Tag Archives: album review

The (Frustrating) Life of Pablo

“Name one genius that ain’t crazy.”

It’s finally happened. Kanye West has actually gone insane. His mind has always been in a perpetual state of motion, constantly redirecting his attention from music to art to fashion to Twitter and to God-knows what else. On his latest The Life of Pablo, Kanye’s ego has finally the better of him. The rollout for TLOP was an absolute shit show of empty promises and false starts (it still is). The album itself is an absolute mess. I’m not even confident it’s finished. In fact, I hope it really isn’t finished. If TLOP actually turns out to be an experiment on how the music media will seemingly eat up anything he shits out on both Tidal and Twitter, then I will certainly tip my “Yeezus” cap to him. Until then, I cannot sit here and defend this record.

Not that he needs me to. For all the shit Kanye West gets for is actions outside the studio (some of it deserved, most of it not), people tend to forget that he is a truly gifted musician. Kanye West is a man with a unique gift of musical knowledge and a golden touch for sampling and producing. He is a smart person brimming with ideas and enthusiasm, who can be as articulate as a professor when he wants to be. That’s why it’s frustrating that Kanye West would release such a deliberately half-hassed product, but I like to think he knows what he’s doing. It’s like Kanye knows that even if he farts in a microphone, critics will love it anyway. After listening to some of these lyrics, he did exactly that. He spewed a lot of that sort of crap on Yeezus, but at least on that record, the music had purpose and razor-sharp focus. Every word he spoke came across like an exorcising of demons, and we all bought it. On TLOP, the lyrics are cringe-worthy just for the sake of being cringe-worthy, and now I find myself wondering if everything that was said on Yeezus was just as cheap and insincere. As attention-getters, the X-rated lyrics work, but in the end, many of the songs suffer for the ignorance.

But it’s not just the lyrics that are way sub-par. The music, 90% of it not even produced by West himself, is consistently inconsistent and relentlessly frustrating. You keep waiting for songs like “FML” and “Highlights”, which have SO much potential, to become fully realized. Instead, they feel tossed aside from a man bored with his own creation.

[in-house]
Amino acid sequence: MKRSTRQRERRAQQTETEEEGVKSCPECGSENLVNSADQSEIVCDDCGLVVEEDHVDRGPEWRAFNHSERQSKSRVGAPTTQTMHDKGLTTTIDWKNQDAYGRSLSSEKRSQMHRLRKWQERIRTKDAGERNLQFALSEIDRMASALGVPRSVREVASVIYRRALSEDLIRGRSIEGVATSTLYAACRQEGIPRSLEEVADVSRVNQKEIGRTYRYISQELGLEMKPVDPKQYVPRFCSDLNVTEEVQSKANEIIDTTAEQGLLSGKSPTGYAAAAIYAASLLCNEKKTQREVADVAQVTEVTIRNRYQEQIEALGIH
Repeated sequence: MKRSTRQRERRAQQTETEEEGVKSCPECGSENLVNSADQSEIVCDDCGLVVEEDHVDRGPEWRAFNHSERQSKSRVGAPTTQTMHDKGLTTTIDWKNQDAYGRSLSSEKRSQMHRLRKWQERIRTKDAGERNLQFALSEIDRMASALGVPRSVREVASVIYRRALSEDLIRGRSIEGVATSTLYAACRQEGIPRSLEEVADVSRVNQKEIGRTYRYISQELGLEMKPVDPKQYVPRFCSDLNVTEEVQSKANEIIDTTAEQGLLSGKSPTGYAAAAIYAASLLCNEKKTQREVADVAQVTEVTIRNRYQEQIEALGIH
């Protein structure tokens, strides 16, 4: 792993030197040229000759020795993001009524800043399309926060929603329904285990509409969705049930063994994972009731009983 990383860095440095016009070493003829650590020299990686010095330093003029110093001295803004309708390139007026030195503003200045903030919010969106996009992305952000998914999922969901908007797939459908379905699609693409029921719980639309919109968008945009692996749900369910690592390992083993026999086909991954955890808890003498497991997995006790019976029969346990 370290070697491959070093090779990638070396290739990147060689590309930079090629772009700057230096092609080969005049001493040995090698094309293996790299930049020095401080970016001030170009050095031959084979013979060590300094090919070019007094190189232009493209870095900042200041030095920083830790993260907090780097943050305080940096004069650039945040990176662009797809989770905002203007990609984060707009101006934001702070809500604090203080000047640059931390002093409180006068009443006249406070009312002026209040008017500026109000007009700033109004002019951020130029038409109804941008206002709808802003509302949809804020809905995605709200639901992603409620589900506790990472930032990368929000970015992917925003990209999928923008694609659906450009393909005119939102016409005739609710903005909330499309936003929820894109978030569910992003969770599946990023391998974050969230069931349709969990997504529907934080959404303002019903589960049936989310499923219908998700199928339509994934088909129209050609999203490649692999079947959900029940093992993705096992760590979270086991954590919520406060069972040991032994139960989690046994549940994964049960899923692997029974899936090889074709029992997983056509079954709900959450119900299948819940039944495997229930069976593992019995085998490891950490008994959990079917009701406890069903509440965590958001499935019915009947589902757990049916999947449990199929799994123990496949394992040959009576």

Take the track “30 Hours” for example. Initially, it’s one of the best songs on the album, as Kanye raps like he’s still wearing pink polos over a beat that would fit right in on The College Dropout. It’s hard-hitting, direct, and damn good. That is, until it isn’t. Like a NJ Transit train headed to Penn Station, Kanye inexplicably stops. He just gives up on the song, turning a potential show-stopper into a glorified demo. Instead of finishing the song out, he blabbers on about bonus tracks, mumbles a barely conceived verse idea, and even answers his damn cell phone. He just leaves all of that in there! Critics will tell you this is art – the sound of a scatterbrained man at work – but I’m here to tell you this is bullshit. Any track that features Andre 3000 but doesn’t actually have Andre 3000 rapping (or doing anything, really) on the song is bullshit. The two rappers had a chance at a banger, but instead settled for an under-cooked piece of meat. It’s the story of this album, really. Kanye settles; he never attacks. And he wants Tidal users to pay $20 for this? Come on, man. Would you buy a car with no wheels for $50,000?

Now, that’s not to say that TLOP doesn’t have its moments of clarity. Like I said, it’s easy to forget that Kanye West is a gifted producer. The skeletal “Ultralight Beam” delivers on Kanye’s Twitter promise of this album being a “gospel album.” Ever the curator, Kanye lets the young Chance the Rapper steal the spotlight with the most captivating verse on a Kanye West album since Nicki Minaj’s ferocious debut on “Monsters”. The first true taste of TLOP back in January, “Real Friends,” is another understated but beautiful gem, with a moody, haunting piano setting the scene for Kanye to once again play the bad friend and even worse family member. It’s one of those songs that reminds you why you root for Kanye in the first place. The best song on TLOP by far is “No More Parties in LA,” and it’s one of the best songs of the year so far. It’s a perfect example of what makes Kanye West so great, and also what makes this album so frustration because of how it could’ve been so much more. Kanye, along with Kendrick Lamar(!), just let loose on this track. The three samples on here, including Junie Morrison’s “Suzie Thundertussy,” have no right being on the same track together, yet it sounds so seamless and captivating. It’s the most fully realized this album gets, and I can guarantee you’re going to be hearing a lot more of it blaring out of car stereos this summer.